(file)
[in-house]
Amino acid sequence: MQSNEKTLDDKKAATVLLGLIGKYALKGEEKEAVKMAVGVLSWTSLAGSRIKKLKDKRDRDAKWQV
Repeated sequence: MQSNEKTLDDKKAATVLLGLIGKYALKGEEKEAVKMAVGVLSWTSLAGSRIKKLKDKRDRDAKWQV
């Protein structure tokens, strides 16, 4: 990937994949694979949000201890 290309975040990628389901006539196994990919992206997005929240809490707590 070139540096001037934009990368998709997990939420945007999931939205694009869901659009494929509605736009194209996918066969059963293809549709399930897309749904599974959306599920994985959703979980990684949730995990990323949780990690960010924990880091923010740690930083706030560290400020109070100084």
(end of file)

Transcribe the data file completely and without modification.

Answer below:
[in-house]
Amino acid sequence: MQSNEKTLDDKKAATVLLGLIGKYALKGEEKEAVKMAVGVLSWTSLAGSRIKKLKDKRDRDAKWQV
Repeated sequence: MQSNEKTLDDKKAATVLLGLIGKYALKGEEKEAVKMAVGVLSWTSLAGSRIKKLKDKRDRDAKWQV
């Protein structure tokens, strides 16, 4: 990937994949694979949000201890 290309975040990628389901006539196994990919992206997005929240809490707590 070139540096001037934009990368998709997990939420945007999931939205694009869901659009494929509605736009194209996918066969059963293809549709399930897309749904599974959306599920994985959703979980990684949730995990990323949780990690960010924990880091923010740690930083706030560290400020109070100084």